To some people, fitness is who they are; or perhaps their career is an essential part of their reflection. Maybe they find their identity in a book club, cooking, or a sport. Others still find their true nature in performance: a stage persona, or a microphone.
Is it so odd for fashion to be a personal marker?
After all, it has permeated nearly every aspect of my life: the people I hang out with, what I like to eat, what I buy, and how I practice my hobbies.
Yes, I sew; but I don't sew curtains, quilts, or casual clothing. I sew Lolita fashion: jumper skirts, hair bows and onepieces.
Yes, I like music; but I like music Lolita fashion has brought me closer to, such as Visual Kei, or other music that fits the fashion's aesthetic. If I never got into Lolita fashion, who knows if I would have found some of my favourite bands, or vice verse?
In short, being a Lolita effects you in more ways than you realize. In this week's Lolita Blog Carnival theme, I'd like to look at some specific habits I've picked up from Lolita fashion.
- I have more expensive taste
In my early teens, before Lolita, I was a bargain-driven shopper. I used to look for the best deals on clothing at a thrift store or department store, and would choose to purchase something if it was cheaper, regardless if I liked it better or not.
Of course there is nothing wrong with being bargain-savvy, and it's still a useful skill; however after being a Lolita all these years, I've come to recognize the value of quality.
One may think that "value" and "quality" are the same, but it's not the case. Something can have value, because it is good quality; that is why heirloom jewelry is often saved and passed down through generations. Or, imagine a pack of plastic party cups, in a wholesale pack of hundreds. Perhaps it is a good value, because you get a lot for a low price; but plastic does not last, and rarely exceeds a single use. It will never be the same quality as fine crystal.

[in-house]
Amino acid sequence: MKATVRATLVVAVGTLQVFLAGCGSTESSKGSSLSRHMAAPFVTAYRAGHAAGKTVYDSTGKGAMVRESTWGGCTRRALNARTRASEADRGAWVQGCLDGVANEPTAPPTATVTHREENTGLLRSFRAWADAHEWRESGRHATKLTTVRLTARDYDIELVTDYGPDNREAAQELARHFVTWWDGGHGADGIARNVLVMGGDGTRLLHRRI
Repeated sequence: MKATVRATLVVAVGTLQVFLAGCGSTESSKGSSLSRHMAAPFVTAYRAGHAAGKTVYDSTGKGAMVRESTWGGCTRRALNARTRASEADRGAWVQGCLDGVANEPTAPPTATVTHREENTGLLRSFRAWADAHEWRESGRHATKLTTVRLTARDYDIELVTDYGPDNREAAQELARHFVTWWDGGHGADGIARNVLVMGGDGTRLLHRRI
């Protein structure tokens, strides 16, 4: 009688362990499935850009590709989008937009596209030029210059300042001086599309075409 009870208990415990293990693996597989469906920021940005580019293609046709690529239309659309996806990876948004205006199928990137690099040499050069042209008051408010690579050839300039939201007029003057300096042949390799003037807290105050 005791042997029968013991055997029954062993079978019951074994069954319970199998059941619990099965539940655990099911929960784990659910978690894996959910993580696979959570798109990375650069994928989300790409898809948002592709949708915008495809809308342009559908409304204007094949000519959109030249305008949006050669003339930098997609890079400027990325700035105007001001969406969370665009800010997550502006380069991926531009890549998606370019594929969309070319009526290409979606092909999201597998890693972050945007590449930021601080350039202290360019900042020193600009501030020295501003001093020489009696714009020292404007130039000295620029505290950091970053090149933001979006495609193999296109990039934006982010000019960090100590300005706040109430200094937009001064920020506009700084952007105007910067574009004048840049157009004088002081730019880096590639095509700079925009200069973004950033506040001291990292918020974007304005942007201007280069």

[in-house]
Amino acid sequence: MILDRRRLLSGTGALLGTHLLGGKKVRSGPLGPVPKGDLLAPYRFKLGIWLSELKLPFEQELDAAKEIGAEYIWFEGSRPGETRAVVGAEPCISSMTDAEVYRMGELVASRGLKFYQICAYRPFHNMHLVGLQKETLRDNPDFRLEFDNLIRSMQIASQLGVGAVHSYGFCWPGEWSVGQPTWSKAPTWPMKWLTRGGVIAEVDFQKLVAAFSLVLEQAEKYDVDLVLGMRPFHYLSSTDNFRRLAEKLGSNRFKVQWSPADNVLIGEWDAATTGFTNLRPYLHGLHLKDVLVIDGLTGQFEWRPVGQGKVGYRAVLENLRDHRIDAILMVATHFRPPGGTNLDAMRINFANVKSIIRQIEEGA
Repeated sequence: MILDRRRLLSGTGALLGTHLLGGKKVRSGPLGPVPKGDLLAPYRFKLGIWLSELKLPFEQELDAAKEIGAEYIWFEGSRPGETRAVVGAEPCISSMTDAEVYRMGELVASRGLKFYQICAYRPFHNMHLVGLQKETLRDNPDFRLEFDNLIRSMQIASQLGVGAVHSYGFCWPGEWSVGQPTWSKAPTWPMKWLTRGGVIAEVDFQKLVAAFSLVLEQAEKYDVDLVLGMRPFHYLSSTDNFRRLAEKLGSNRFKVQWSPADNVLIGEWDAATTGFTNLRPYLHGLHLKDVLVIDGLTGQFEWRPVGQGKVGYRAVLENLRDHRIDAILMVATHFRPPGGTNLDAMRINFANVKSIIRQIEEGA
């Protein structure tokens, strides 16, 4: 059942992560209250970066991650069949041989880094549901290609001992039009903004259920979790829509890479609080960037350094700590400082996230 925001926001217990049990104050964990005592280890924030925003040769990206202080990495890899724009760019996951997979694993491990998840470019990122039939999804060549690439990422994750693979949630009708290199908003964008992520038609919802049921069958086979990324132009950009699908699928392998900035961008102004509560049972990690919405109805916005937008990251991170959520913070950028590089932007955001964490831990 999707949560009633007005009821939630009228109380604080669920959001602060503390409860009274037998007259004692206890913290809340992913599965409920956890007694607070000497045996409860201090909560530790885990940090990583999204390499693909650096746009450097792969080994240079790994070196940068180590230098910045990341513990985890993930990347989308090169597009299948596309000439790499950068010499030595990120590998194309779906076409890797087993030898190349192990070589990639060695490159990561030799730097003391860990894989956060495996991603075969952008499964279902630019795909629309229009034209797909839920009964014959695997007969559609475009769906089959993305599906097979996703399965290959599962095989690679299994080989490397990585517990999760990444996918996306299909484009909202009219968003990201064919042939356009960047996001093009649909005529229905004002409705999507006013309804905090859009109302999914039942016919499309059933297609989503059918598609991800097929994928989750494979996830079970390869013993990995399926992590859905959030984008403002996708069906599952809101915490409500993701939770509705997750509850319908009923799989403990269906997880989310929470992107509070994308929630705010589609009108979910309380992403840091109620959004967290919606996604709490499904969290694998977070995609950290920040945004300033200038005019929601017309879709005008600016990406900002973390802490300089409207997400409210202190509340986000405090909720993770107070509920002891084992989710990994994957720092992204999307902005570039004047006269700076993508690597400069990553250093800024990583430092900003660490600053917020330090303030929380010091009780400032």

Quality comes from technique, mastery of the medium, and an investment in good materials. Lolita garments are not only expertly made and tailored, but they are also made from high-quality textiles and materials. From the unique printed textiles made in small batches, to the one of a kind embroidered lace specific to one brand, there is nothing cheap or mass produced about Lolita fashion.
For all of these reasons, Lolita has made me less of a bargain shopper. Now, I look at fashion as more of an investment. If anything, something that comes too cheap from the manufacturer makes me weary of the quality.
- I pay more attention to garment quality
Above, I spoke a bit about the value of quality. Since I sew, I've always inspected the quality of a garment in a store before I buy it.
After becoming a Lolita, this habit became more frequent. I flip clothing inside out in the store, to check if seams are finished. I look at the hem, to see if it nicely done, a rolled hem to prevent fraying, or if it is even hemmed at all. If the garment does not pass my tests, I do not buy it.
- I eat more sweets
Before Lolita, I did not have much of a sweet-tooth. My first job in my teens was lifeguarding, so physical fitness and nutrition were very important to me. Over the years, I came to know the simple pleasures of a small macaron; or the solace one could find in a cafe, with a sweet beverage. I've made good friends over hot lattes, or sharing an ice cream parfait after a meet-up.
I think Lolitas like sweets because they are aesthetically pleasing; that is why they are common motifs in prints. They also remind us of certain European countries, which are influential in Lolita fashion. Sweets are also an essential part of a tea party, one of our most frequent meet-ups.